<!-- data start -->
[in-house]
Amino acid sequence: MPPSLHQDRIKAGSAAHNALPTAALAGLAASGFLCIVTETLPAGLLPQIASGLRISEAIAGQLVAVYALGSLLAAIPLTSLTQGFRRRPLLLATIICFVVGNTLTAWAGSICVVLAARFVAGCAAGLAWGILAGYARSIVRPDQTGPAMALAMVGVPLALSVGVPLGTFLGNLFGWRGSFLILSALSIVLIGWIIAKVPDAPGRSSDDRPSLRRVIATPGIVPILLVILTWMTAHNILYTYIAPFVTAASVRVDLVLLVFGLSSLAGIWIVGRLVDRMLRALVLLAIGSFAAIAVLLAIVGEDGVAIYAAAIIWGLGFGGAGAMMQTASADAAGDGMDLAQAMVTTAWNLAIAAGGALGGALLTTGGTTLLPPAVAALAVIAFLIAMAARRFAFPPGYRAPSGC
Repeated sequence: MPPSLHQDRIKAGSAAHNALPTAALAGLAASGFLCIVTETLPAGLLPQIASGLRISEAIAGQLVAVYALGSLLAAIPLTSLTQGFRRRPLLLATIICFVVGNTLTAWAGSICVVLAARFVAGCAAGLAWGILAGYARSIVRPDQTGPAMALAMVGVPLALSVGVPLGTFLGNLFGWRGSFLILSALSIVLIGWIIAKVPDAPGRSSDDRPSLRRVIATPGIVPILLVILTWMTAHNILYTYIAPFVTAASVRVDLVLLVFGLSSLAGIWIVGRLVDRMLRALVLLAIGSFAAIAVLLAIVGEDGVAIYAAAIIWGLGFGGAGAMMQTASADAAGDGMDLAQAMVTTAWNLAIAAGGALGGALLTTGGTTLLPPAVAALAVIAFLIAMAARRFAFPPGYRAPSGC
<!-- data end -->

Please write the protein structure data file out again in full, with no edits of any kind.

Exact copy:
[in-house]
Amino acid sequence: MPPSLHQDRIKAGSAAHNALPTAALAGLAASGFLCIVTETLPAGLLPQIASGLRISEAIAGQLVAVYALGSLLAAIPLTSLTQGFRRRPLLLATIICFVVGNTLTAWAGSICVVLAARFVAGCAAGLAWGILAGYARSIVRPDQTGPAMALAMVGVPLALSVGVPLGTFLGNLFGWRGSFLILSALSIVLIGWIIAKVPDAPGRSSDDRPSLRRVIATPGIVPILLVILTWMTAHNILYTYIAPFVTAASVRVDLVLLVFGLSSLAGIWIVGRLVDRMLRALVLLAIGSFAAIAVLLAIVGEDGVAIYAAAIIWGLGFGGAGAMMQTASADAAGDGMDLAQAMVTTAWNLAIAAGGALGGALLTTGGTTLLPPAVAALAVIAFLIAMAARRFAFPPGYRAPSGC
Repeated sequence: MPPSLHQDRIKAGSAAHNALPTAALAGLAASGFLCIVTETLPAGLLPQIASGLRISEAIAGQLVAVYALGSLLAAIPLTSLTQGFRRRPLLLATIICFVVGNTLTAWAGSICVVLAARFVAGCAAGLAWGILAGYARSIVRPDQTGPAMALAMVGVPLALSVGVPLGTFLGNLFGWRGSFLILSALSIVLIGWIIAKVPDAPGRSSDDRPSLRRVIATPGIVPILLVILTWMTAHNILYTYIAPFVTAASVRVDLVLLVFGLSSLAGIWIVGRLVDRMLRALVLLAIGSFAAIAVLLAIVGEDGVAIYAAAIIWGLGFGGAGAMMQTASADAAGDGMDLAQAMVTTAWNLAIAAGGALGGALLTTGGTTLLPPAVAALAVIAFLIAMAARRFAFPPGYRAPSGC